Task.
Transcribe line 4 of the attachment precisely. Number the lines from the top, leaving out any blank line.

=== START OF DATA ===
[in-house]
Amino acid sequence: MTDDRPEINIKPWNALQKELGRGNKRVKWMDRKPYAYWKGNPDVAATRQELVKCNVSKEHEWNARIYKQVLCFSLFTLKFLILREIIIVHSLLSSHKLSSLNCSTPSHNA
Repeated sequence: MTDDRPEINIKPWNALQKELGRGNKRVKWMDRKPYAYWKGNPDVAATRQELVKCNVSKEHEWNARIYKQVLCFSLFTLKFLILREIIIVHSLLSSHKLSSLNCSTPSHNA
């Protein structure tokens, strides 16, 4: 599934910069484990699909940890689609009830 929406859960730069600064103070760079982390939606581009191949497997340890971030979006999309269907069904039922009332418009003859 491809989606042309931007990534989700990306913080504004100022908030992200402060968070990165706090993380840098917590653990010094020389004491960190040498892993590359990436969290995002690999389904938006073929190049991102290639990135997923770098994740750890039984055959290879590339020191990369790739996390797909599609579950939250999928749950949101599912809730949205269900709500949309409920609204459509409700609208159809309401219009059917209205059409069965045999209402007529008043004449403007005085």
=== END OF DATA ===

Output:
């Protein structure tokens, strides 16, 4: 599934910069484990699909940890689609009830 929406859960730069600064103070760079982390939606581009191949497997340890971030979006999309269907069904039922009332418009003859 491809989606042309931007990534989700990306913080504004100022908030992200402060968070990165706090993380840098917590653990010094020389004491960190040498892993590359990436969290995002690999389904938006073929190049991102290639990135997923770098994740750890039984055959290879590339020191990369790739996390797909599609579950939250999928749950949101599912809730949205269900709500949309409920609204459509409700609208159809309401219009059917209205059409069965045999209402007529008043004449403007005085």